I emphasize that we are not seeking to provide an algorithm for coming to a judgment about the rights and wrongs in a particular case, although we often do make reference to some clear ethical standards in exploring the problem. Our purpose is rather to prepare a community to discuss these things with one another so that they can take wiser approaches and prevent many later problems. Serious conflicts or wrongdoing in research is much easier to prevent than to resolve once they've occurred.

To take a completely different module topic, you will see we have several modules on research with special groups of subjects. For example, we have one on research with children and another on research with human biological materials. We chose these topics both because of the need for educational materials on these topics and partly based on what we had special expertise at CWRU to do. We wanted to address topics to which we could make a special contribution.

Here are some scenarios from the module on the relationships of supervisors (or "mentors") and their trainees. This one is about a student who is finishing a dissertation. The professor who is the thesis supervisor has some outside consulting and asks if the student would like to earn some extra money by creating some computer code for the consulting project. The student doesn't feel free to refuse. The scenario is written from the position of another student who is trying to get the first student to speak up. Well, this can raise all sorts of issues. Some are quite subtle. For example, why is it that foreign students are less likely to refuse when those requests are made? Because they are often in a more vulnerable position: if they lose their research assistantship, they can't readily borrow money and stay in the program, as a U.S. student could. I use that just as an illustration of the kinds of things that may come up in these discussions, and that you want to be prepared for, if you are leading sessions with these scenarios.

In the scenario on consulting, we put in an additional piece of information: some universities do not allow faculty to hire their own thesis students in their consulting to prevent situations such as this one. We do add some references to organizational responses and good practices that prevent some of the problems we describe. If your university or department has some good practices, please let us know about them, so we can post them on the Web pages.

Here is one on bias on the part of a supervisor. It is written from the standpoint of a student whose parents come from a country that has centuries-old enmity toward the country of origin of the student's thesis supervisor. The student notices that students of the supervisor's ethnicity get invited more to meet visiting scientists and participate in other career opportunities. The student is getting a good technical education, however. What, if anything, should the student do? How would the student even raise this kind of issue?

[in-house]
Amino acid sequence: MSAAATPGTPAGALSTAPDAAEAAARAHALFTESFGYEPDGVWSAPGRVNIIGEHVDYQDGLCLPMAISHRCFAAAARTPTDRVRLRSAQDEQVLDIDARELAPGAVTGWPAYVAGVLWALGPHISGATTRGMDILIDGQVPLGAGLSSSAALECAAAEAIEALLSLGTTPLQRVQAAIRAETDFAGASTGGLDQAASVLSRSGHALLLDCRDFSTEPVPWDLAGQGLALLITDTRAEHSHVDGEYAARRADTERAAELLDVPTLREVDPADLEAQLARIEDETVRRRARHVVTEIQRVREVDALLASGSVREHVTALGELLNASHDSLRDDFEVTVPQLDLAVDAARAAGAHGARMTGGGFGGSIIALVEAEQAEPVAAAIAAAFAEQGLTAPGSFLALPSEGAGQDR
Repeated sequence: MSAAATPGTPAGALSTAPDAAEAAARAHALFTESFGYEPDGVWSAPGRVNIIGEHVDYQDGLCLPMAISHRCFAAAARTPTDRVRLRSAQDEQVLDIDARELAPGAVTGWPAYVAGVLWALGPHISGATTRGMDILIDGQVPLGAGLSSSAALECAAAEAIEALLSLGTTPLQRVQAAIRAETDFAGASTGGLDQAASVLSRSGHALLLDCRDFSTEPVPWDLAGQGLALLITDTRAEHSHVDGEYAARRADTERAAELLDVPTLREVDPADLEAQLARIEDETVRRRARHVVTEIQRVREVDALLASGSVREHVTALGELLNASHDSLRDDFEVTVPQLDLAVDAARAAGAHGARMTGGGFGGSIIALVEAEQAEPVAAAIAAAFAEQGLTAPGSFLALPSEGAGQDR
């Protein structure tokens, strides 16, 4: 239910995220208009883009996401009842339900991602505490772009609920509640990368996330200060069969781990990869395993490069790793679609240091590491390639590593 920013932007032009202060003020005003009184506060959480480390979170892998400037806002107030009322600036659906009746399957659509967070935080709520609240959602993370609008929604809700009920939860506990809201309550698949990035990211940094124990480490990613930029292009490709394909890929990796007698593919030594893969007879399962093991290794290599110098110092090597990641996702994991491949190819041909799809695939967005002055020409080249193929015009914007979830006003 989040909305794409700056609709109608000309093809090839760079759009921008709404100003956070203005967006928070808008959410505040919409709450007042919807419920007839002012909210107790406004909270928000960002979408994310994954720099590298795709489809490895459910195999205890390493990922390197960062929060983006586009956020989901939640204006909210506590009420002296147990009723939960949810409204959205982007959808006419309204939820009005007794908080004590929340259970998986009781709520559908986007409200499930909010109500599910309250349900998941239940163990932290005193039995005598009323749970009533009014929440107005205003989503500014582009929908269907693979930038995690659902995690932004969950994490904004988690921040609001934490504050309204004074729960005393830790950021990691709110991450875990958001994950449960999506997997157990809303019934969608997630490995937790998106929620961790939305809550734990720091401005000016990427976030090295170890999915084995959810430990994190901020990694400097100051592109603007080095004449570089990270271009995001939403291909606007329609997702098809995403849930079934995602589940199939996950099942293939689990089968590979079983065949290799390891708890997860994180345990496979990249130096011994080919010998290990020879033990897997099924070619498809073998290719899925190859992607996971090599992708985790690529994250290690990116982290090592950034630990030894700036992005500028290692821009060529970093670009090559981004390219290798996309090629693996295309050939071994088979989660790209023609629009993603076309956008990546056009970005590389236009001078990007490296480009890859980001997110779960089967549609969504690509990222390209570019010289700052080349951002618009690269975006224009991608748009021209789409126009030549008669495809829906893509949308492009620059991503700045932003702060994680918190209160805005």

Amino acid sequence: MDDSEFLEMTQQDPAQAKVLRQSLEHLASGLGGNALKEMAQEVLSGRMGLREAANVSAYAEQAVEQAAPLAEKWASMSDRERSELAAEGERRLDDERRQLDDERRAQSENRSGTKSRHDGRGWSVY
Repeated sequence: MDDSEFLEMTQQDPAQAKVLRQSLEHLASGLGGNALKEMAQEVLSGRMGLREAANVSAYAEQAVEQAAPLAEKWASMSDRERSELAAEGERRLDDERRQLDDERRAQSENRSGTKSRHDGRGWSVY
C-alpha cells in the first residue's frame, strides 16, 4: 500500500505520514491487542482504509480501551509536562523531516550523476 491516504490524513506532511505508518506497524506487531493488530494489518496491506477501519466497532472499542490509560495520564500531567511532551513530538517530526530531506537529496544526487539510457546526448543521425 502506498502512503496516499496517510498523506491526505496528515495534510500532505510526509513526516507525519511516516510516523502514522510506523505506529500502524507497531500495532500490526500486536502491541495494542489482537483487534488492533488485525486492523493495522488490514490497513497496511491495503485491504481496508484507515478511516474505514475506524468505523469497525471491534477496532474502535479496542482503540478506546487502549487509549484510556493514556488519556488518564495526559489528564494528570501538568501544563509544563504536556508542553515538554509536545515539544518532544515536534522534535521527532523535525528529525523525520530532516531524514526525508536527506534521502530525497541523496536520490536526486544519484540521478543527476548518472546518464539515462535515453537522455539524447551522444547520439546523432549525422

Here is one on gender issues. Sometimes when your advisor is talking about research with you and other students (all the rest of whom are male), he walks into the men's room, continuing the conversation. The guys follow him in and you are left out and have to hope that one of the male students will fill you in later. I added to this scenario many things that were happening in the particular university for which I first wrote this scenario. All the scenarios are based on compilations of real incidents, although not all of them happened together, nor did they always happen to one person. A new scenario can sometimes raise consciousness about an issue, and sometimes the raising of consciousness is enough.

Here is one about a student who thinks he is finished with his dissertation but is told by his advisor that he must do a lot more work. This turns out to be the all-time favorite scenario. This was created by an undergraduate student of mine, Todd Riggs. It is relevant in disciplines like history as well as scientific fields. Very many participants recognize the situation. One Nobel Prize winner at Princeton said he knew the people involved.

We provide some variations on our method. For the "endless dissertation" scenario, we provide some additional questions to help raise some consciousness about the supervisor-trainee relationship issues. When we offer the authorship module, sometimes we vary the method from the panel-led discussion. One of the methods is to have student trainees interview one or more potential supervisors. Postdocs already have their supervisor, but it is useful with beginning graduate students. It became a required activity for the new students in computer science within the EECS department at MIT, when I offered the modules there. Albert Meyer and I created sample questions for those interviews. If the supervisors did not like these questions, they could take it up with us, rather than the students. Now, of course, the questions are on the Web, so students at other institutions may be able to use them to start their own conversations with their thesis supervisor or departmental advisor. That may make it easier for students at other institutions to get answers to these questions.